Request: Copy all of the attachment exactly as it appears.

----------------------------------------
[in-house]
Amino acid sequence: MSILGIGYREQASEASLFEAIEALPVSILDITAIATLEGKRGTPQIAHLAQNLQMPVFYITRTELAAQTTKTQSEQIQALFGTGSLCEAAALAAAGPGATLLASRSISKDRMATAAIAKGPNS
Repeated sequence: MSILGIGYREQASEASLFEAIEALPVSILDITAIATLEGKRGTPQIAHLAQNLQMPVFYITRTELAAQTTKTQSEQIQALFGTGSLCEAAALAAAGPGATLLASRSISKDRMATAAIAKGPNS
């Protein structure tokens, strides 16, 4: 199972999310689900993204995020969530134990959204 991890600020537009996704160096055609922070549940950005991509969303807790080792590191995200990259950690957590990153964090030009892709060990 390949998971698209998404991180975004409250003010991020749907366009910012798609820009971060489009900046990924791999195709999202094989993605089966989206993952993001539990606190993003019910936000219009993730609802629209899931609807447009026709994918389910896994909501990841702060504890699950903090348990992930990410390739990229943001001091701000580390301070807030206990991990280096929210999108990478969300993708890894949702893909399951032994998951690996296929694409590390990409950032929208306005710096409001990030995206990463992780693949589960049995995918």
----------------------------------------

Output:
[in-house]
Amino acid sequence: MSILGIGYREQASEASLFEAIEALPVSILDITAIATLEGKRGTPQIAHLAQNLQMPVFYITRTELAAQTTKTQSEQIQALFGTGSLCEAAALAAAGPGATLLASRSISKDRMATAAIAKGPNS
Repeated sequence: MSILGIGYREQASEASLFEAIEALPVSILDITAIATLEGKRGTPQIAHLAQNLQMPVFYITRTELAAQTTKTQSEQIQALFGTGSLCEAAALAAAGPGATLLASRSISKDRMATAAIAKGPNS
């Protein structure tokens, strides 16, 4: 199972999310689900993204995020969530134990959204 991890600020537009996704160096055609922070549940950005991509969303807790080792590191995200990259950690957590990153964090030009892709060990 390949998971698209998404991180975004409250003010991020749907366009910012798609820009971060489009900046990924791999195709999202094989993605089966989206993952993001539990606190993003019910936000219009993730609802629209899931609807447009026709994918389910896994909501990841702060504890699950903090348990992930990410390739990229943001001091701000580390301070807030206990991990280096929210999108990478969300993708890894949702893909399951032994998951690996296929694409590390990409950032929208306005710096409001990030995206990463992780693949589960049995995918």